Inadequate system obstructs progress

Degree, transfer applicable units are not combined

By Marci Suela, Art Director

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When marine biology major Musa Khan arrived at Contra Costa College in 2011, he was assessed into an English 1A course, but placed elsewhere after meeting with his counselor.

Despite his familiarity with English concepts, a counselor confused him and resulted in enrolling  into ENGL-142B and was set back a semester in his academic plan to transfer to a four-year university.

Khan said after taking the class, he felt it was a setback and wasted  his time, trying to learn concepts he already understood.

“It’s an unnecessary class. You waste six, or so, odd months on things you already know about,” he said.

Making use of multiple measures including high school transcripts is one of the implementation plans to increase the basic skills English and math completion under CCC’s Equity Plan.

The Equity Plan created objectives and activities to equalize student success across all populations without affecting top performing groups.

According to the Equity Plan, out of the 490 students who completed a basic skills English course in the 2014-15 academic year, 38 percent progressed to finishing a course applicable to their degrees.

For basic skills math, 31 percent of 1,028 students completed a degree applicable course in the 2014-15 academic year, after taking a basic skills class.

To increase the average of these completion rates for basic skills English and math, the Equity Plans targets males, African-Americans and foster youth. According to the Equity Plan’s data, these three groups experience the largest gaps  from the average among other populations including females, veterans, Latinos and Asians.

The Equity Plan reports only 30 percent of 370 male students completed a degree applicable course after taking a basic skills math course.

Biotechnology major Ray Serafin was placed into Math 118 when he took the assessment test prior to the fall 2014 semester.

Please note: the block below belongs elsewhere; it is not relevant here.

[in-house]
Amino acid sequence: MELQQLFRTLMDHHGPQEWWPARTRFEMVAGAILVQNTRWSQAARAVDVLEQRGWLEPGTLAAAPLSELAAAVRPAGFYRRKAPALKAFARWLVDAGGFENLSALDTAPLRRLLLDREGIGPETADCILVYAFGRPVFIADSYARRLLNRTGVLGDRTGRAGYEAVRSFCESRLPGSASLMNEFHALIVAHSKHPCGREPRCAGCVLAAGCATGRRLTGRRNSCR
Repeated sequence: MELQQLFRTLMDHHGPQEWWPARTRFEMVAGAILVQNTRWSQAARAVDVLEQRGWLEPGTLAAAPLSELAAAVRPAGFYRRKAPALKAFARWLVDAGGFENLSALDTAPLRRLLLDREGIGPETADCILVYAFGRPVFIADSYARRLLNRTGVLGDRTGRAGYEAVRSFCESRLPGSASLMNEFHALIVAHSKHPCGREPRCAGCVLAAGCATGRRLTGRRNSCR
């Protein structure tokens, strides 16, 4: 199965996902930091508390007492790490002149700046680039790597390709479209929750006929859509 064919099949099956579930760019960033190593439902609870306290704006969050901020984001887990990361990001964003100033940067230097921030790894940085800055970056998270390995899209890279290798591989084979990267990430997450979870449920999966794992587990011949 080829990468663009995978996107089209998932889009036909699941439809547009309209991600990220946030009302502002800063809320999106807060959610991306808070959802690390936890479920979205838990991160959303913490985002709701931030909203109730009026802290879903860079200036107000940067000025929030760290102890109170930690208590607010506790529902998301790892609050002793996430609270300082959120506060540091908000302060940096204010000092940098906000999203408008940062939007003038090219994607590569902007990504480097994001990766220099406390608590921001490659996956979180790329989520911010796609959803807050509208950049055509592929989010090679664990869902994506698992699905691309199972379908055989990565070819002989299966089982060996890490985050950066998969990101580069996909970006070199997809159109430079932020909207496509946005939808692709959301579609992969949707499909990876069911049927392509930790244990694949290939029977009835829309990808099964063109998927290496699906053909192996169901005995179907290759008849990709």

He said during high school, his teachers had a limited amount of time to spend on a large group of students. Because of this situation, a lack of preparation hindered Serafin’s understanding of math at the college level.

“Being behind is frustrating,” he said.

Placing in the basic skills math course set him back a year prior to completing the transferable Math 171 course.

Basic skills math is identified as a barrier for students moving toward the completion of a degree or certificate, according to the Equity Plan.

To support and streamline the process, the math department is developing to compress Math 118 and Math 120 into one course. Non-STEM students can enroll in the already developed Math 118/120 combination course Math 125, a pre-statistics pathway course.

Math department Chairperson Terrill Mead said, “Students take three to five years to finish their degree requirements. They can benefit from taking a combined course.”

He said the department is still surveying what students need and aims to combine classes as one solution to increase basic skills math completion.

There are also plans to provide other alternative pathway coursework, such as using computers in the Math Lab in AA-210, to improve retention and move students on to a college level class.

For basic skills English, the English department has gone through two trial “boot camps” to get students into English 1A faster.

Tutoring Coordinator Brandy Gibson said at least 25 students who placed one or two points under the minimum score for English 1A on the assessment were invited to the week-long session last July.

Fifteen students were referred by their ENGL-142B professors to join the same event.

She said the college mimics the statewide numbers of students completing a degree applicable course.

The statewide number averages to 33 to 34 percent, whereas the college averages to 38 percent in basic skills English.

“That’s a low number. We have to figure out how to get students out of the pipeline (of finishing basic skills courses),” Gibson said.

Gibson said following with the Equity Plan for basic skills English, the college has already invited English teachers from the West Contra Costa Unified School District to address issues that cause high school graduates to come the college unprepared.

The Academic Performance Index (API) goal for California public high schools is the score of 800, she said. Kennedy High School in Richmond scored an API of 544 whereas Miramonte High School in Orinda scored an averaged API of 944. 

“That is a huge disparity. This is a reason why we’re making plans for students in high school who struggle understanding concepts and bring that frustration here. We want to end frustration,” Gibson said. “It costs more for students, it takes longer trying to finish. It lowers our enrollment and impacts the amount of funding the state gives us.”

Khan said resources are also wasted taking an extra course.

“You have to pay for an extra class and books. For some students who do not have financial aid and (need to) pay college fees and tuition out of pocket, it can determine how many classes you can take for the next semester,” he said.

Mead said developing new courses and adding supplemental support is important because this impacts time. It is crucial not only to close the gaps, but to achieve retention for the class and carry the skills into the workforce.

“You could have been in a higher level of math earlier, finished college earlier and been earning more money at a job earlier,” Mead said.   

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